Can you take one probiotic for digestive health and a different one for vaginal health? “Unless recommended otherwise by a healthcare professional, I would recommend staggering intake within a day,” says Anthony Thomas, PhD, director of scientific affairs at Jarrow Formulas. In other words, take one probiotic with breakfast and the other at lunchtime.
As food products or dietary supplements, probiotics are under preliminary research to evaluate if they provide any effect on health. In all cases proposed as health claims to the European Food Safety Authority, the scientific evidence remains insufficient to prove a cause-and-effect relationship between consumption of probiotic products and any health benefit. There is no scientific basis for extrapolating an effect from a tested strain to an untested strain. Improved health through gut flora modulation appears to be directly related to long-term dietary changes. According to the National Center for Complementary and Integrative Health: "Although some probiotics have shown promise in research studies, strong scientific evidence to support specific uses of probiotics for most health conditions is lacking."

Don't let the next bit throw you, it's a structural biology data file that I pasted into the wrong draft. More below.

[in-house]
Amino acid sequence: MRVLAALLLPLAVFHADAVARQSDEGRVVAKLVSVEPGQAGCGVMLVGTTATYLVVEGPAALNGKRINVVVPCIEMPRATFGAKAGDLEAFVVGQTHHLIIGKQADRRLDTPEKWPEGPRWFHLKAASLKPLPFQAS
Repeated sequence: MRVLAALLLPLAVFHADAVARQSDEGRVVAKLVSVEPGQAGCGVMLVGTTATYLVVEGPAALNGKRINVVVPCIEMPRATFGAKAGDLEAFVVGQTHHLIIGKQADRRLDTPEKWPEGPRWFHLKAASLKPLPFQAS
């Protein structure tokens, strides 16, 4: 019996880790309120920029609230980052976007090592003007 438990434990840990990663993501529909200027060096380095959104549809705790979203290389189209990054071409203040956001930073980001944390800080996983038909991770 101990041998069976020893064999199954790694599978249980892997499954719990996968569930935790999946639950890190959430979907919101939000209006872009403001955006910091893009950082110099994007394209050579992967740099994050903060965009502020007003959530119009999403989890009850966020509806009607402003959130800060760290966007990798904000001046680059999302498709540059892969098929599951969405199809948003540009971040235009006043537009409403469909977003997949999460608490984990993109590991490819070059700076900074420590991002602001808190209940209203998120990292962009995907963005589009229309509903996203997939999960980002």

The first major finding was that many people were essentially resistant to any effect from probiotics and their gut microbiome did not change after taking them. Of 19 people in the study taking probiotics consisting of 11 of the most commonly found strains, only 8 had any notable colonization of their gut with the bacteria in the probiotics, with 3 people considered to have significant colonization and 5 people with "mild" colonization.